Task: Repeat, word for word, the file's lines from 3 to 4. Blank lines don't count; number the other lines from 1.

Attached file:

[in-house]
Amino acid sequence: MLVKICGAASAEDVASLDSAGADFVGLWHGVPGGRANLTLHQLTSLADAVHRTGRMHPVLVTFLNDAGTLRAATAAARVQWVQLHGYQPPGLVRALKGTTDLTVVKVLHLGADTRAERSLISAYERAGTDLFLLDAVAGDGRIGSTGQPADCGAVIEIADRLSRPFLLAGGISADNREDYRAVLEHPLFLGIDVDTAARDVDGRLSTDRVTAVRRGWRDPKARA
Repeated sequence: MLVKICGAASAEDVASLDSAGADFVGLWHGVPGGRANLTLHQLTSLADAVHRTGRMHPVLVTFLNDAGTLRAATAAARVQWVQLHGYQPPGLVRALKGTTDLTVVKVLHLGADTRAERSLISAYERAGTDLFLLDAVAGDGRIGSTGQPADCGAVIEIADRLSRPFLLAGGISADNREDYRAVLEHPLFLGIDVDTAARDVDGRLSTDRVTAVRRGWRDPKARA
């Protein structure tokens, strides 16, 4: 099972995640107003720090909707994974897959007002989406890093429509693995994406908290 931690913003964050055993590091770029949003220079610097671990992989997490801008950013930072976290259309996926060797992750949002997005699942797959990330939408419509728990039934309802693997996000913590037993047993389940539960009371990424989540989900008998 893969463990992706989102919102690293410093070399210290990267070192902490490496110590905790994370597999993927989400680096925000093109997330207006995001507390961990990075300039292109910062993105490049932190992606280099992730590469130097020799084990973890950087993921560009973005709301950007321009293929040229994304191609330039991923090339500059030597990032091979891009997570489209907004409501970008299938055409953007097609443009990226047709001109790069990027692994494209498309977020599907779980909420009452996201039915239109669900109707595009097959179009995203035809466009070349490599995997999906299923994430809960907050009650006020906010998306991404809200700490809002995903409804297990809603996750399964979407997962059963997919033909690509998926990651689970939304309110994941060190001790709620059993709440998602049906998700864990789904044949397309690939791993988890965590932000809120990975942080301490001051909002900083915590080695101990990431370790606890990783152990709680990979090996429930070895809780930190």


Repeated sequence: MLVKICGAASAEDVASLDSAGADFVGLWHGVPGGRANLTLHQLTSLADAVHRTGRMHPVLVTFLNDAGTLRAATAAARVQWVQLHGYQPPGLVRALKGTTDLTVVKVLHLGADTRAERSLISAYERAGTDLFLLDAVAGDGRIGSTGQPADCGAVIEIADRLSRPFLLAGGISADNREDYRAVLEHPLFLGIDVDTAARDVDGRLSTDRVTAVRRGWRDPKARA
């Protein structure tokens, strides 16, 4: 099972995640107003720090909707994974897959007002989406890093429509693995994406908290 931690913003964050055993590091770029949003220079610097671990992989997490801008950013930072976290259309996926060797992750949002997005699942797959990330939408419509728990039934309802693997996000913590037993047993389940539960009371990424989540989900008998 893969463990992706989102919102690293410093070399210290990267070192902490490496110590905790994370597999993927989400680096925000093109997330207006995001507390961990990075300039292109910062993105490049932190992606280099992730590469130097020799084990973890950087993921560009973005709301950007321009293929040229994304191609330039991923090339500059030597990032091979891009997570489209907004409501970008299938055409953007097609443009990226047709001109790069990027692994494209498309977020599907779980909420009452996201039915239109669900109707595009097959179009995203035809466009070349490599995997999906299923994430809960907050009650006020906010998306991404809200700490809002995903409804297990809603996750399964979407997962059963997919033909690509998926990651689970939304309110994941060190001790709620059993709440998602049906998700864990789904044949397309690939791993988890965590932000809120990975942080301490001051909002900083915590080695101990990431370790606890990783152990709680990979090996429930070895809780930190």